Kenneth Starr, whose investigation of former President Bill Clinton led to the second-ever impeachment trial in American history, has died, his family said Tuesday. He was 76.
Starr was best known for being the independent counsel leading the investigation that ultimately led to the impeachment, in which Clinton was acquitted. He was also a Reagan judicial appointee and Solicitor General under President George H.W. Bush. Starr was also part of former President Trump’s first impeachment defense team in 2020.
Starr served as president of Texas’ Baylor University from 2010 until 2016.
“Judge Starr was a dedicated public servant and ardent supporter of religious freedom that allows faith-based institutions such as Baylor to flourish,” Baylor President Linda A. Livingstone said in a statement. “Ken and I served together as Deans at Pepperdine University in the 2000s, and I appreciated him as a Constitutional law scholar and a fellow academician who believed in the transformative power of higher education.
Randall P. Starr, Ken Starr’s son, said they are “deeply saddened” by the loss.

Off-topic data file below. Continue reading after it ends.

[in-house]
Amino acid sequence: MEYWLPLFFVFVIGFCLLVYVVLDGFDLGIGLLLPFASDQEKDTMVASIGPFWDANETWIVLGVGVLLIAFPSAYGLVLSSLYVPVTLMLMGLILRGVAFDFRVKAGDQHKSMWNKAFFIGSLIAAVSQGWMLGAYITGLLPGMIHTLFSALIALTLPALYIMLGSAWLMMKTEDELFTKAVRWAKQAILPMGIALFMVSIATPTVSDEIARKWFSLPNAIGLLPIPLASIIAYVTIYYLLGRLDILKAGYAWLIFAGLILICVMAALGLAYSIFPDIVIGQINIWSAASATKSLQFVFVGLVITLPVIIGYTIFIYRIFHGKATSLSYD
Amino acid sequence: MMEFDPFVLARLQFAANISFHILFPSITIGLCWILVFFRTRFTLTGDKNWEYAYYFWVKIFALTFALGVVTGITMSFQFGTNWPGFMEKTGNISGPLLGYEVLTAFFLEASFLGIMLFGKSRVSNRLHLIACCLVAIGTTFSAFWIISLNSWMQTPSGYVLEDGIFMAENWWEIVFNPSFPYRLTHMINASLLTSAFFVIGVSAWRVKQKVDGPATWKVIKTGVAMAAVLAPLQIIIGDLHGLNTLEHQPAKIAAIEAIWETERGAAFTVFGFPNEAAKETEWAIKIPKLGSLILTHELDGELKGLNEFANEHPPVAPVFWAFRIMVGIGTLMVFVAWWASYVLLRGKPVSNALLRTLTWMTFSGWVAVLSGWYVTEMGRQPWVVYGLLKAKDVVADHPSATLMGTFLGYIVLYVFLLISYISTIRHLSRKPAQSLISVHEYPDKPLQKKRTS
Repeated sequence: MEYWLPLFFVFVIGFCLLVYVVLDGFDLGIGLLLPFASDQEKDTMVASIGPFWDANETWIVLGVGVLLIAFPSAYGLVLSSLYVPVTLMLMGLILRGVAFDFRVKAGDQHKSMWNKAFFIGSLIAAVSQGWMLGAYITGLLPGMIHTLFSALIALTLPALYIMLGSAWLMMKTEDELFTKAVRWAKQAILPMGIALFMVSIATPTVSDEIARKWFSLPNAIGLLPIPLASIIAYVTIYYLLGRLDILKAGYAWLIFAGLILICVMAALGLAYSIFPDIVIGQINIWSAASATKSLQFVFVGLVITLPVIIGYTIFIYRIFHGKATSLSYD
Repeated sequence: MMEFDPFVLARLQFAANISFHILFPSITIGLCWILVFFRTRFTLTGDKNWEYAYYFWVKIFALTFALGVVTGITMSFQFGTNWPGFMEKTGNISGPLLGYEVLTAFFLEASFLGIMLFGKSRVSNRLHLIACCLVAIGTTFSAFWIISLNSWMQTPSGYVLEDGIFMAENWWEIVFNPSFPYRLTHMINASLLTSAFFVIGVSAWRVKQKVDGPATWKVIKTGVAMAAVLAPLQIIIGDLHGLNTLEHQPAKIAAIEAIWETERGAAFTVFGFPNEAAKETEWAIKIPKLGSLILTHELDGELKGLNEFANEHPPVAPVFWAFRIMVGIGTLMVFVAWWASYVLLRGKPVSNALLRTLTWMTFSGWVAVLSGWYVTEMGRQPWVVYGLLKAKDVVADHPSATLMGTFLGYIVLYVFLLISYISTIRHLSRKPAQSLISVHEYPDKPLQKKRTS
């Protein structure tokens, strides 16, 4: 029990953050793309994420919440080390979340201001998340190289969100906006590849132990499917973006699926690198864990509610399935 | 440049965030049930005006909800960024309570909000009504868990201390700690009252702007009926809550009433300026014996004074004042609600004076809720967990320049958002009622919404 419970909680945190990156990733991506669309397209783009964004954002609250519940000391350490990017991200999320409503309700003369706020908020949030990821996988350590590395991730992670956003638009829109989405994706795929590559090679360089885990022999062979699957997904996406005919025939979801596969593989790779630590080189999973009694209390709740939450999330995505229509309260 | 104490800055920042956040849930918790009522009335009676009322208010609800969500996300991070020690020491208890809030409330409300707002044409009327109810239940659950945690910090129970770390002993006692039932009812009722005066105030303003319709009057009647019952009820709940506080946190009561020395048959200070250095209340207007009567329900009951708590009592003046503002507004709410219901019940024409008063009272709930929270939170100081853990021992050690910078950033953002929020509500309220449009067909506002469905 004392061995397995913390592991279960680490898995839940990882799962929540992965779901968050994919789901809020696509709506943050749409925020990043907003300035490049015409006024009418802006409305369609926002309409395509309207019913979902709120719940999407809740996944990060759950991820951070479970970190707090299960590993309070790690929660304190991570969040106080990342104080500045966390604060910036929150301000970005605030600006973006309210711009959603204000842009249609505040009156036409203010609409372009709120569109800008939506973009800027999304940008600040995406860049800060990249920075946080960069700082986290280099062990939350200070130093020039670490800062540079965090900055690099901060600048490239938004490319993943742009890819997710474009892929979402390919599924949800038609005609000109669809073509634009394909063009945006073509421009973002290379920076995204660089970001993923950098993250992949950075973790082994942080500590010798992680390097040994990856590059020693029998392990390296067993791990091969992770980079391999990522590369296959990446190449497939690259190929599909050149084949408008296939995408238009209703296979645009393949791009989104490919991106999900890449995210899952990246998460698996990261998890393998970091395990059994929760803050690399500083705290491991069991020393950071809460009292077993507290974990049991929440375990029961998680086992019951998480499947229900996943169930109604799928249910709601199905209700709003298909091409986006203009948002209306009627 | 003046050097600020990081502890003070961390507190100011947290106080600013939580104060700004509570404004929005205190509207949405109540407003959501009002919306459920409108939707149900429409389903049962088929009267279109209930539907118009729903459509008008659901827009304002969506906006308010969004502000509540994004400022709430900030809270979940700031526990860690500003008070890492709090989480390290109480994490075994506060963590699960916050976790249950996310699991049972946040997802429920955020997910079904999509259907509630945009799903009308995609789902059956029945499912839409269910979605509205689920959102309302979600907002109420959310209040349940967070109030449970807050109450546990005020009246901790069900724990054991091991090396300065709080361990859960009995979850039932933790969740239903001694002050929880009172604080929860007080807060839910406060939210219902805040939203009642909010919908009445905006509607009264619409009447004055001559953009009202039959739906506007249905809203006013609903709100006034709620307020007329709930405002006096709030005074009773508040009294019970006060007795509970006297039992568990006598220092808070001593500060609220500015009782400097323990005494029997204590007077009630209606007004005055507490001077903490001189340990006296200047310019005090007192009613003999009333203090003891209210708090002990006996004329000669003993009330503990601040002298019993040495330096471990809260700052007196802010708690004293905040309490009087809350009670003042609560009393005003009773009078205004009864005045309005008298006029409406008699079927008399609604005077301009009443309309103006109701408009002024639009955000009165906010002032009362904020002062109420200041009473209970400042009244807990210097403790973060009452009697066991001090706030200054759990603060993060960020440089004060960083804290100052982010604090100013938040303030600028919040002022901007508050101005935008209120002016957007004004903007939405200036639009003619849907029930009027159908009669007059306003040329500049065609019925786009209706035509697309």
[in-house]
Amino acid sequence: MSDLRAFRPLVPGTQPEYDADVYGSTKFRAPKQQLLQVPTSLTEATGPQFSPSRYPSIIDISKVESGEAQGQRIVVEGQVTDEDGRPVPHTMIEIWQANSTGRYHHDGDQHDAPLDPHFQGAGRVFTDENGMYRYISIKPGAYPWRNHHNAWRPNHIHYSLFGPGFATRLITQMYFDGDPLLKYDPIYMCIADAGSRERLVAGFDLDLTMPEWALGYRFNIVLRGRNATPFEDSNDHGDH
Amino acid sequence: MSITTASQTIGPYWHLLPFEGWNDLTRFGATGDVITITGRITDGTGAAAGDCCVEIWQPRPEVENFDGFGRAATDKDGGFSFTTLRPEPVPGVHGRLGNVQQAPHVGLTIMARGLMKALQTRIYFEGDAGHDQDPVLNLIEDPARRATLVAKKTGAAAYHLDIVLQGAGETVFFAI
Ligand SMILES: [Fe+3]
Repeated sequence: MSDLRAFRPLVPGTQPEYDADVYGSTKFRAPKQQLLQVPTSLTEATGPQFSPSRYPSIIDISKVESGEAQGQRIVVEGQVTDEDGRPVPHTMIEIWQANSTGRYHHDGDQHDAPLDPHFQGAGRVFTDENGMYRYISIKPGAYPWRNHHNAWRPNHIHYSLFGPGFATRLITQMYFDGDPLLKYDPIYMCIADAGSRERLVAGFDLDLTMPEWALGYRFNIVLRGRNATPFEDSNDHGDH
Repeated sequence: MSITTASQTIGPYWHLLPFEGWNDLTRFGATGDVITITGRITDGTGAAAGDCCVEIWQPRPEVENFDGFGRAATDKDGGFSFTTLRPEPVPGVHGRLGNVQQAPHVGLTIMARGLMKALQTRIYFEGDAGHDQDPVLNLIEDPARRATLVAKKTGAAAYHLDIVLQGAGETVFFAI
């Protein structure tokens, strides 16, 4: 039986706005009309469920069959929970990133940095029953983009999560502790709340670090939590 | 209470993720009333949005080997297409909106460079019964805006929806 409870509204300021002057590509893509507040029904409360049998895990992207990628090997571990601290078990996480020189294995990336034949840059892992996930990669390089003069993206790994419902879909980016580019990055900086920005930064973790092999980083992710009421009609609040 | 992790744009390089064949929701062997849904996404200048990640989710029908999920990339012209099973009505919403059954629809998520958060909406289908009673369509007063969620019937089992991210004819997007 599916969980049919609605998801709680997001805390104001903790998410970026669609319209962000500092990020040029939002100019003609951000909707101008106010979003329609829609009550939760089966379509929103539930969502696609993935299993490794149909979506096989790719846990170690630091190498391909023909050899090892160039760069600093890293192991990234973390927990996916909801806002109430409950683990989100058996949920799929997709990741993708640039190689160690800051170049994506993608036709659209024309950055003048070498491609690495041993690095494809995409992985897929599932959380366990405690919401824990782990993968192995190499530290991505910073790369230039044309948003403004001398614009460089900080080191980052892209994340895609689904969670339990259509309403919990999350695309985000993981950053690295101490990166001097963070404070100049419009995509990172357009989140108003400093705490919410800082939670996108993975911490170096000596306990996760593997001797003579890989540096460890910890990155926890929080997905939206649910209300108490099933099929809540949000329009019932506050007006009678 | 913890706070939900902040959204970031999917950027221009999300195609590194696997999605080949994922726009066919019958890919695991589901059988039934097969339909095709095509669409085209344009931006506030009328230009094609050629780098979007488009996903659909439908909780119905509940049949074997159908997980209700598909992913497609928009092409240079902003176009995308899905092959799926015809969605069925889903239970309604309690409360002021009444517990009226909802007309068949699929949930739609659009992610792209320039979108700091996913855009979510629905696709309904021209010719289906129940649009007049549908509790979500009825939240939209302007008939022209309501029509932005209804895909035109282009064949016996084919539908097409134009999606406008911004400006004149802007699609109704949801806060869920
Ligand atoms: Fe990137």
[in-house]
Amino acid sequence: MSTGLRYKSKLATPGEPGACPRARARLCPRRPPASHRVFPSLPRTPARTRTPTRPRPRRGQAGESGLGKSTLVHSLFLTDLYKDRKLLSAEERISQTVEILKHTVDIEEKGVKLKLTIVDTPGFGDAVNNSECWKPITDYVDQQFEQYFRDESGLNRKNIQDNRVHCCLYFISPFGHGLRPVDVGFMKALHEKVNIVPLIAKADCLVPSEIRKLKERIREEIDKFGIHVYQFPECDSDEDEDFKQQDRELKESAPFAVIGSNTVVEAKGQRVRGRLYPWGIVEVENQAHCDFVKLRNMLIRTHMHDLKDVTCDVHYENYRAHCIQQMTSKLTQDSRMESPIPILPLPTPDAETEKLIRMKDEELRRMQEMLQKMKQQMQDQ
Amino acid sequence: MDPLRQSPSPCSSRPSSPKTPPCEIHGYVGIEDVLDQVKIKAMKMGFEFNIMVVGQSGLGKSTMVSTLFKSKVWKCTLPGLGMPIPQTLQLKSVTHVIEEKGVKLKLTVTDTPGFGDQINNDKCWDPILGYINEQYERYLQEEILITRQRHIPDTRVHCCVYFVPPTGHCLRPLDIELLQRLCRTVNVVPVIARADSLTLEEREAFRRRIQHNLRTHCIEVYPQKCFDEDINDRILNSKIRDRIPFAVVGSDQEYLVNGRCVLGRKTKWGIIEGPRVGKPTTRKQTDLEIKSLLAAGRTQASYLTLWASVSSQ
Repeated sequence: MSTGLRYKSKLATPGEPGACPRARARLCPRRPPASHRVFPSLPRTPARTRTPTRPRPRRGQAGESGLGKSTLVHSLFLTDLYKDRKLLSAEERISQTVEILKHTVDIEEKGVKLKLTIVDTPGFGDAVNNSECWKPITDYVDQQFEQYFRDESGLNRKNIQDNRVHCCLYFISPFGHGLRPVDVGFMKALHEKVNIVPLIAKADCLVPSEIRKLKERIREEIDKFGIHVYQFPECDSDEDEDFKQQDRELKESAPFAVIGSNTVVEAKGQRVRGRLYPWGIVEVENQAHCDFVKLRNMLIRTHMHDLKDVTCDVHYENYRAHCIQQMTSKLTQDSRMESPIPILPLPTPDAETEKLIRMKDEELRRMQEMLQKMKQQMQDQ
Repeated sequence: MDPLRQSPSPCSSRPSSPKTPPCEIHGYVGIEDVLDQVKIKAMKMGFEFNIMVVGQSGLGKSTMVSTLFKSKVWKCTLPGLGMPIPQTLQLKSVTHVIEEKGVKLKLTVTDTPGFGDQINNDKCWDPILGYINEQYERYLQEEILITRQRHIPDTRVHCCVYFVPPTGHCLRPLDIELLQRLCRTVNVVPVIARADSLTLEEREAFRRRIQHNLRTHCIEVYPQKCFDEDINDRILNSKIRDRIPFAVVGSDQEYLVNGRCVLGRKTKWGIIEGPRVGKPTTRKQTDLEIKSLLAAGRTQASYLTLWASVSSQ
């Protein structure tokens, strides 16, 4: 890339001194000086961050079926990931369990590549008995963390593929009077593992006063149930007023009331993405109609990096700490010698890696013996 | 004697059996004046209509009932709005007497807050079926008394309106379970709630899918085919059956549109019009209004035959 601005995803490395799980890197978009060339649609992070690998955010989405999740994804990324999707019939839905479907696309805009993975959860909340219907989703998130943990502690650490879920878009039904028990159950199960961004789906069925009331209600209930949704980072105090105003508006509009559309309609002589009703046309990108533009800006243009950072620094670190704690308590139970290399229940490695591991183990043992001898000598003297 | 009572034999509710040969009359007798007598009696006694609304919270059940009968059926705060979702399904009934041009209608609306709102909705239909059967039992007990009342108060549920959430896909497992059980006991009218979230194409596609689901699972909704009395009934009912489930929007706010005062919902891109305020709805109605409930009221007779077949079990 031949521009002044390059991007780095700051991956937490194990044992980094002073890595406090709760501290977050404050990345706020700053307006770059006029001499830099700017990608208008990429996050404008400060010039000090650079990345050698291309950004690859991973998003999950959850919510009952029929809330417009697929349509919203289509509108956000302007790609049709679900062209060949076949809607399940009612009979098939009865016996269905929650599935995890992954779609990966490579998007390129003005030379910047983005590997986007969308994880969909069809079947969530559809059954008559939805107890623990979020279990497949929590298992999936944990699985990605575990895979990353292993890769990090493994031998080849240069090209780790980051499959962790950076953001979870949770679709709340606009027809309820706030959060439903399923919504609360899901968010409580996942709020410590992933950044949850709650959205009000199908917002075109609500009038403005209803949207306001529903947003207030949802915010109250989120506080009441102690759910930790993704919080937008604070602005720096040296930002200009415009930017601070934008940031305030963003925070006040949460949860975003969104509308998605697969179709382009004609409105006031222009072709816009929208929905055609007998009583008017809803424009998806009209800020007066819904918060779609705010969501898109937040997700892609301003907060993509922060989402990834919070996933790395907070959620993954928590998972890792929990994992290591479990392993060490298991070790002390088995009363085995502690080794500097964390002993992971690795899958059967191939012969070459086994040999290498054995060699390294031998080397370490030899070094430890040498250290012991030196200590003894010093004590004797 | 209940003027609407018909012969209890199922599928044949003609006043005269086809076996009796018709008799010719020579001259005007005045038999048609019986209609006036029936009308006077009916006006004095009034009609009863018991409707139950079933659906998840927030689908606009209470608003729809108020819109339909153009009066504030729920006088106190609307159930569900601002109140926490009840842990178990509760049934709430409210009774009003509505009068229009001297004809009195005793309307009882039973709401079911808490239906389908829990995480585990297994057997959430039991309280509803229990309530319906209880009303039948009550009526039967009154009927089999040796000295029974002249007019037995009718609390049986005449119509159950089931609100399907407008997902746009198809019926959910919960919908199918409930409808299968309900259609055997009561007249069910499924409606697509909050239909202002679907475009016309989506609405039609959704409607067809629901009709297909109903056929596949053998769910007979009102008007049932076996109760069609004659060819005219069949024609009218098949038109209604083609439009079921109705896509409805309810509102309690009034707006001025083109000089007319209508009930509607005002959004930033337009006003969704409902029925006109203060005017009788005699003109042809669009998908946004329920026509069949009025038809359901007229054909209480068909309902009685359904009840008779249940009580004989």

“The love, energy, endearing sense of humor, and fun-loving interest Dad exhibited to each of us was truly special, and we cherish the many wonderful memories we were able to experience with him,” Starr said in a statement. “He is now with his Lord and Savior.”
Senate Majority Mitch McConnell also marked Starr’s passing.
“I am very sorry to learn of the passing of my friend Judge Ken Starr,” McConnell said. “He was a brilliant litigator, an impressive leader, and a devoted patriot. Through his distinguished service on the D.C. Circuit, as Solicitor General, as independent counsel, and beyond, Ken poured his remarkable energy and talent into promoting justice, defending the Constitution, and upholding the rule of law.”
Starr will be buried at the Texas State Cemetery in Austin.